Friday, September 16, 2011

Heaven Isn't Too Far Away

I've been thinking a lot about the presence and will of God lately.   Two recent conversations and book I'm reading have combined to bring the idea of God's presence and will to the front of my mind.  I can think of little else. 

How do we relate to God?  What is his level of interaction in our lives?  Where is he?  What we believe about the answers to these questions determines how we make decisions, how we relate to ourselves and others - how we live and what level of joy we find in that living. 

The idea change that's had the most impact are my thoughts on where heaven is.  The prevailing idea is that heaven, where God lives, is a far off unreachable place.  Its in outer space at the closest.  Most assume its beyond our cosmos, outside the expanse of our universe.  I'm starting to disagree.  I think Paradise, like where all the dead Christians are, is probably somewhere like that.  I think its a place - a place we can go but not easily and certainly not a place we can visit and then return.  Its a place for another life.  Can you see how the idea that God lives there is destructive to our spiritual lives here?  It creates in us the mindset that our faith is about another life - a way to ensure our ticket to heaven.  If God lives in heaven and heaven is a place for another life then any real relationship or interaction with God has to be primarily reserved for that life.  It creates a framework by witch to live in this life completely free from any interaction with our God.  It makes God free living seem normal and practical.  The power of God in our day to day is undermined and his influence diminished. 

When you think of God speaking to people in the old testament, where do you imagine that voice to come from?  I've always imagined a booming voice from the sky.  I now think it may have been more like a whisper in the ear or friend across the dinner table.  The Lord called to Abraham out of heaven, called to Hagar out of heaven, spoke to Moses from heaven.  The nation of Israel experienced fire from heaven and ate manna from heaven.  In these stories heaven isn't thought of as far away.  Heaven in right here.  Jacob, while asleep, saw the earth and heaven connected by a passage.  He saw the Lord himself standing beside him.  When he awoke he proclaimed, "God lives here!"  The understanding of God's chosen people was that God is actually here.  He speaks to us and exists in the very air around us.  God inhabits his creation the way we inhabit our bodies.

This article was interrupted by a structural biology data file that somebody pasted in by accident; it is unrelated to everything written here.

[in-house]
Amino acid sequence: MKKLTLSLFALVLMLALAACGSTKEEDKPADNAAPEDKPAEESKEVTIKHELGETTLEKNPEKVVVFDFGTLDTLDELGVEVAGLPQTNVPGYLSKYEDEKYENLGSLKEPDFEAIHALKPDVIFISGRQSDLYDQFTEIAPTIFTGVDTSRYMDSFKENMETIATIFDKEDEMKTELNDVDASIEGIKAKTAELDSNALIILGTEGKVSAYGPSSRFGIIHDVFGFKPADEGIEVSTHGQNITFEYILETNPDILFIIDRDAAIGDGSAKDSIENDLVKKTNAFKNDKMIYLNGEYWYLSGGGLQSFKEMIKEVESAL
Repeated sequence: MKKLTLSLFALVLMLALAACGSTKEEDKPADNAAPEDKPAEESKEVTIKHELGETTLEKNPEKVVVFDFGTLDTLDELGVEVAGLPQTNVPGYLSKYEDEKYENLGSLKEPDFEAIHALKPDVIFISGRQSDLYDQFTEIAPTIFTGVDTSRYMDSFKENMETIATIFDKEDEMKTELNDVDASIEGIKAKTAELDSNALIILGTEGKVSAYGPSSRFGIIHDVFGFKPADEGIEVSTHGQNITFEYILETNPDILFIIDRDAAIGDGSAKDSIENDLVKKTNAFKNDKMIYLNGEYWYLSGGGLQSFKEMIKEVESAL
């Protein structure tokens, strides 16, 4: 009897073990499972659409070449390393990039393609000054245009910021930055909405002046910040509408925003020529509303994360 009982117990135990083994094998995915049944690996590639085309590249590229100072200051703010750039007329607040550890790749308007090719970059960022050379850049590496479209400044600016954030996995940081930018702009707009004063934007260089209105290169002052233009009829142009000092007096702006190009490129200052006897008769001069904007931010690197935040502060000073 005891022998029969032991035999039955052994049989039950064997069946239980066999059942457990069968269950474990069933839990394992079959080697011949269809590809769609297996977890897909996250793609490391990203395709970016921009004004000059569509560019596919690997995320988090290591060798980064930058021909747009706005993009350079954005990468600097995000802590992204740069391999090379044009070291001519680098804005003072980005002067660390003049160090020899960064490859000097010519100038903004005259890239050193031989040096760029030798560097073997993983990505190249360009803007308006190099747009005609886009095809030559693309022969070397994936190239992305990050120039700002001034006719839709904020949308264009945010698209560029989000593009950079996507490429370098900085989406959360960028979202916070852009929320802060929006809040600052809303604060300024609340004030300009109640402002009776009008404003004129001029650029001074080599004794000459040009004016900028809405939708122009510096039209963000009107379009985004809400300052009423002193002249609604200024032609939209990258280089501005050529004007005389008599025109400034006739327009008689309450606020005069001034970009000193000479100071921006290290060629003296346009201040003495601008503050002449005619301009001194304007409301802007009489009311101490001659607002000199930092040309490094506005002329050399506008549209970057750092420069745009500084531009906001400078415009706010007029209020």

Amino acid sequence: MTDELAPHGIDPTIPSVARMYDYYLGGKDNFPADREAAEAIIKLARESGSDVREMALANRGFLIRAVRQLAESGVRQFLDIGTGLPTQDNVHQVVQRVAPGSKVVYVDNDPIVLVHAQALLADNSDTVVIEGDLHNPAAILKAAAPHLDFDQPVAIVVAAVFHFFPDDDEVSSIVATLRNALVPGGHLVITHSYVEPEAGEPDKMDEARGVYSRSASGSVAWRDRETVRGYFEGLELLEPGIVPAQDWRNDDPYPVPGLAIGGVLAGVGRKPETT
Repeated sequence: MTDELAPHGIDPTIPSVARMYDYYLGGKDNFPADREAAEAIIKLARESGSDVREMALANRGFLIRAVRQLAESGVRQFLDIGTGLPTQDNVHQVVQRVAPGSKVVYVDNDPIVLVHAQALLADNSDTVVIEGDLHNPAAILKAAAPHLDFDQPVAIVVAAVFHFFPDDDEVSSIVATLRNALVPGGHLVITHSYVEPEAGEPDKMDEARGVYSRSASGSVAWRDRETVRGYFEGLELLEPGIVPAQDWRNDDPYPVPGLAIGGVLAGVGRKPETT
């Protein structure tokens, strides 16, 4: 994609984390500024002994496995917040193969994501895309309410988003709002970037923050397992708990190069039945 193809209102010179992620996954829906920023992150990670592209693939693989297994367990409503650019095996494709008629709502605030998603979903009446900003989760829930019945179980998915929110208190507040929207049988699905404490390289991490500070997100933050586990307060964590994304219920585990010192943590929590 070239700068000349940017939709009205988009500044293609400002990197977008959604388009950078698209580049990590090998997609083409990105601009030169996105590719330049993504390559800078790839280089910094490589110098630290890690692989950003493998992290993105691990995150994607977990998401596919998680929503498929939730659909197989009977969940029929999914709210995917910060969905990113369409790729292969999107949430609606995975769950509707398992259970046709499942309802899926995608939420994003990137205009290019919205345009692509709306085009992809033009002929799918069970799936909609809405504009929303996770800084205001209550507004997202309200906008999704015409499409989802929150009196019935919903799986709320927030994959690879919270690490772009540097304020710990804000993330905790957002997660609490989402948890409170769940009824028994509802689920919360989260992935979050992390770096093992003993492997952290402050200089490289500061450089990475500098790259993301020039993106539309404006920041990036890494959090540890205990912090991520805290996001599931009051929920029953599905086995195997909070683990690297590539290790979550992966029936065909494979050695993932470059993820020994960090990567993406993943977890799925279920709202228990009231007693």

I am a spiritual being who currently has a physical body.  I occupy my body
and environs by my consciousness of it and by my capacity to will and to
act with and through it.  I occupy my body and its proximate space, but I am
not localizable in it or around it.  You cannot find me or any of my thoughts,
feelings, or character traits in any part of my body...  Yet I am present as agent
or casual influence with and about my body and its features and movements.  In turn
what my body undergoes and provides influences my life as a personal being.  And
through my body... I can make myself present to others.
-Dallas Willard, The Devine Conspiracy

We think of the air around us as empty space - nothingness.  We think we give it meaning - we fill.  We think what isn't us in our world is nothing - that we have to occupy space for it to have presence.  My job frequently takes me out into that free space.  Up away from our presence and noise.  By that understanding where I am should be lonely - void of any presence expect mine. I can tell you that it isn't.  God doesn't feel far away, he feels very near.  The I hear him best there.  When God calls to me from heaven I experience it very differently then I have imaged Moses did.  He is near, his voice is soft but his presence is not.  God occupies that space and uses it to make himself present to me.  Heaven isn't too far away. 

This has gotten long and I'm tired so I'll save the discussion of how this influences our relationship to God and how we find our place in his will for later.